Unlike Indy or Han Solo, Deckard never has a cool moment in “Blade Runner.” If you call shooting an unarmed woman in the back as being ‘cool’ – though his gun is very cool. He would have continued his miserable existence were it not for the mercy of one wise replicant (Batty, played immortally by Rutger Hauer).
By saving his life, Deckard saw the errors of his ways; life is precious, whether it is manufactured by the whims of biomechanics or through natural birth. There was hope for redemption for him in the end, as he would run away with Rachael, a replicant he has fallen in love with. There is the question of whether Deckard is himself a replicant, but that is not as important as the lesson Deckard learns about life.
Ford doesn’t return to the sequel of “Blade Runner” wearing his iconic attire as he would in his return of Indy or Han Solo. His character transcends this iconic look and luckily, the filmmakers knew this. He’s not a Blade Runner anymore; he has given his life to protect life instead of taking it away. Holed up in an old casino, he passes his time accompanied of animals (the fact that they were created naturally or through biochemistry doesn’t matter to him anymore), reading books, listening to classic music until his final days. He’s still drinking but that is because he misses the love of his life, Rachael.
Ford gets to chance to shine in one particular beautiful scene, where Wallace (Jared Leto) tries to seduce Deckard into giving up poignant information that will endanger the life of his daughter, by giving him the opportunity to be with Rachael once again. When Deckard sees a newly cloned Rachael, we can see the grief in Ford’s eyes; you see how much he wants to be with her.
Perhaps the old Deckard would have given Wallace the information he desired, but he’s wiser and better man now. The future of the replicants, the life of his daughter, is far more important than coming closer to the happiness he once had in his life.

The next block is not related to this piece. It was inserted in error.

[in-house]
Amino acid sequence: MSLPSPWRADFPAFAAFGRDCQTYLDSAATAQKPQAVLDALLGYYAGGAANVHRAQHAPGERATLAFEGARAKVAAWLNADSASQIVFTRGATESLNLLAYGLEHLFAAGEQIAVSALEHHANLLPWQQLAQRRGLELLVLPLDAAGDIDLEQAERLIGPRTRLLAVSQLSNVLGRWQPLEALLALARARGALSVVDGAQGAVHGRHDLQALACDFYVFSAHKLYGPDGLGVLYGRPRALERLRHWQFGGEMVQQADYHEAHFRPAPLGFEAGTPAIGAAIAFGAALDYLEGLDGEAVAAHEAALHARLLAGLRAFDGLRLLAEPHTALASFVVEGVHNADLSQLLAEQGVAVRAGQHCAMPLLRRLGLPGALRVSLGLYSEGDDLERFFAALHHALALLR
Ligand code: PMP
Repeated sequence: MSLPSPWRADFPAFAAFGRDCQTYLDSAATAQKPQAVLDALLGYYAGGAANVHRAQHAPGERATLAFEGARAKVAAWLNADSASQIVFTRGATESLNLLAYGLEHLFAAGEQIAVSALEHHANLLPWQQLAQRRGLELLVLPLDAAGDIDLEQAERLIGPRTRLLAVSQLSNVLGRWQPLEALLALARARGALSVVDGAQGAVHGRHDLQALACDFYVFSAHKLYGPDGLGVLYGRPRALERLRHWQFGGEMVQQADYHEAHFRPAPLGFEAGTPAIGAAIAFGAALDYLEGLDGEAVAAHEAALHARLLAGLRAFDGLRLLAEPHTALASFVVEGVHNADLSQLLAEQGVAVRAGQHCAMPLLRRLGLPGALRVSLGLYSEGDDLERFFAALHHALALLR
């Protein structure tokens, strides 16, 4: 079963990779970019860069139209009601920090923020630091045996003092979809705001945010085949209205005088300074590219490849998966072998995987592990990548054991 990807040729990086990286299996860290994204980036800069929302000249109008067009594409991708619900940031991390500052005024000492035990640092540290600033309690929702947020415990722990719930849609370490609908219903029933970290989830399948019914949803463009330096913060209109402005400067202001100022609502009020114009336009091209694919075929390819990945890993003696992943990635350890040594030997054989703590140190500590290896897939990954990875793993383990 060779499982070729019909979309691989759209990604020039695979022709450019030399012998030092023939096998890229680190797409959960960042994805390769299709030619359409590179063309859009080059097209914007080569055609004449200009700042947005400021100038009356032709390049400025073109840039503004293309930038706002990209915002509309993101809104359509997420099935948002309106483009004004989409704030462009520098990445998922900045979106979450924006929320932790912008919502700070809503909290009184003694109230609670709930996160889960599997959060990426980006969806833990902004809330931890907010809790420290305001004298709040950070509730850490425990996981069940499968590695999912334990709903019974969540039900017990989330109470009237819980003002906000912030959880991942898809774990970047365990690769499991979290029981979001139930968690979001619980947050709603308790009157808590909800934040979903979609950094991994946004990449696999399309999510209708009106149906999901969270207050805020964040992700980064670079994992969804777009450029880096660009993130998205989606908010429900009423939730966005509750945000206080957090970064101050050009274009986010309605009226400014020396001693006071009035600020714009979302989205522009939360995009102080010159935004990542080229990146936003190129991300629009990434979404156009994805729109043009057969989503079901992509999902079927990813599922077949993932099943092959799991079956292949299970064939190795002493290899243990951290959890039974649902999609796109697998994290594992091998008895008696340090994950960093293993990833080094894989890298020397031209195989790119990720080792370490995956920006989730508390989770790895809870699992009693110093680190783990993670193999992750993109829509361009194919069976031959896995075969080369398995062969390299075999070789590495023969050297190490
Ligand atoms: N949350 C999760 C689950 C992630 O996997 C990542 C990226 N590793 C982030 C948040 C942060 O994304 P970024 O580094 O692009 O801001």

Director Denis Villeneuve, pushed Ford to give a great and sensitive performance. Ford seems to give it everything in that one small and beautiful scene. It’s a film that serves both Deckard’s character (his romance with Rachel which in the first film was slightly uncomfortable but is redeemed in the second) and Ford’s acting repertoire.
5. A Defiance of the Cynical Remakes/Reboots of Today
“Really, a sequel to Blade Runner?’’ was the first reaction from my father when he heard about the upcoming sequel. A somewhat understandable reaction considering the non-stop trend of rehashing old movies, exploiting whatever remnant of nostalgia is there to exploit. They’ll remake/soft reboot a series, without really understanding what made it so good in the first place.
There are countless examples of this: “RoboCop,” “Jurassic World,” “Total Recall,” “Ghostbusters,” “The Pink Panther” “Terminator,” etc. Many people might mention “Star Wars: The Force Awakens” being a more successful example, but let’s be honest: it’s essentially a remake in disguise.
“Blade Runner 2049” could have been another one of those cynical products. It could have been a series of lame call-backs to the original that included a forced cameo from Harrison Ford, filled with excessive action scenes. There are callbacks, but none of it feels like it was concocted by cynical marketing executives who wanted to add enough nerd-quota in the film (such as Disney’s “Star Wars”). We feel that the callbacks are part of the story and that they are made by filmmakers who loved the original universe.
While there’s more action in “Blade Runner 2049,” it’s respectable and not the central focus. In “Jurassic World,” the monster mayhem becomes the focus instead of the ideas and thriller set-pieces that made up the original “Jurassic Park.” There’s intimacy in the survival scenes of the original “Jurassic Park,” terror in the face of the children. It’s about humans being confronted by their hubris as they manipulate the natural world. In “Jurassic World,” we get this but its focus lies in the funny quips – ridding any tension in the process – CGI extravaganza and schlocky action. The magic of the original is lost.
The magic of the original “Blade Runner” is all over the sequel. It’s made with such respect that it’s hard to believe that such a big-budgeted film could still be made by a big studio. There’s none of that vapid corporate greed – except for the occasional product placement, specifically Sony – you would expect. There’s love and incredibly artistry, a complete defiance of what we are used to today.
Sadly, the film will probably not make enough money to see more examples of this, but we should feel lucky that we at least got one.